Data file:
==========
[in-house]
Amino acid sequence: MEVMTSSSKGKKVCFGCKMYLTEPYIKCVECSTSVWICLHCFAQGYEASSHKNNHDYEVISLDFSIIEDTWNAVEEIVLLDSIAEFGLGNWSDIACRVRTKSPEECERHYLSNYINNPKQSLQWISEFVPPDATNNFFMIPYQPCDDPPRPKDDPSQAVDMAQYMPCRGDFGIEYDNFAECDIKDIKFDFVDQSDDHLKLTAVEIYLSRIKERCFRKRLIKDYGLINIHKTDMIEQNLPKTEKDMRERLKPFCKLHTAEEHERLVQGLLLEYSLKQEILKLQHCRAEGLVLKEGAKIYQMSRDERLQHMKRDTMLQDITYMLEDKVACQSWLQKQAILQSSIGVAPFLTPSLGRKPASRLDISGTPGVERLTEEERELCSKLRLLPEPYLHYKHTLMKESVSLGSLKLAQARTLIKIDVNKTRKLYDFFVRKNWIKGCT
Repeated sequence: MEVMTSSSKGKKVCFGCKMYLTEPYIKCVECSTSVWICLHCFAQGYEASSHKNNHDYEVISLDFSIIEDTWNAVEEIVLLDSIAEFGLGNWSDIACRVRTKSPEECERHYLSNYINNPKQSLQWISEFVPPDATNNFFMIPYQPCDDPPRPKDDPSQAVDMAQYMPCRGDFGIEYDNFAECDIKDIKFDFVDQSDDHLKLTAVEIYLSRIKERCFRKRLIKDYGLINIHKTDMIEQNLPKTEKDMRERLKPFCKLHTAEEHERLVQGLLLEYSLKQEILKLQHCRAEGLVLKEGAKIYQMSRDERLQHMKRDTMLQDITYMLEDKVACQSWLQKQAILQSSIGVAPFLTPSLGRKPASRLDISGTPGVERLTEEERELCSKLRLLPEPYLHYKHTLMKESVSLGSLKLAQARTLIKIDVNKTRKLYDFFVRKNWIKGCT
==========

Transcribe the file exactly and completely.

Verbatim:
[in-house]
Amino acid sequence: MEVMTSSSKGKKVCFGCKMYLTEPYIKCVECSTSVWICLHCFAQGYEASSHKNNHDYEVISLDFSIIEDTWNAVEEIVLLDSIAEFGLGNWSDIACRVRTKSPEECERHYLSNYINNPKQSLQWISEFVPPDATNNFFMIPYQPCDDPPRPKDDPSQAVDMAQYMPCRGDFGIEYDNFAECDIKDIKFDFVDQSDDHLKLTAVEIYLSRIKERCFRKRLIKDYGLINIHKTDMIEQNLPKTEKDMRERLKPFCKLHTAEEHERLVQGLLLEYSLKQEILKLQHCRAEGLVLKEGAKIYQMSRDERLQHMKRDTMLQDITYMLEDKVACQSWLQKQAILQSSIGVAPFLTPSLGRKPASRLDISGTPGVERLTEEERELCSKLRLLPEPYLHYKHTLMKESVSLGSLKLAQARTLIKIDVNKTRKLYDFFVRKNWIKGCT
Repeated sequence: MEVMTSSSKGKKVCFGCKMYLTEPYIKCVECSTSVWICLHCFAQGYEASSHKNNHDYEVISLDFSIIEDTWNAVEEIVLLDSIAEFGLGNWSDIACRVRTKSPEECERHYLSNYINNPKQSLQWISEFVPPDATNNFFMIPYQPCDDPPRPKDDPSQAVDMAQYMPCRGDFGIEYDNFAECDIKDIKFDFVDQSDDHLKLTAVEIYLSRIKERCFRKRLIKDYGLINIHKTDMIEQNLPKTEKDMRERLKPFCKLHTAEEHERLVQGLLLEYSLKQEILKLQHCRAEGLVLKEGAKIYQMSRDERLQHMKRDTMLQDITYMLEDKVACQSWLQKQAILQSSIGVAPFLTPSLGRKPASRLDISGTPGVERLTEEERELCSKLRLLPEPYLHYKHTLMKESVSLGSLKLAQARTLIKIDVNKTRKLYDFFVRKNWIKGCT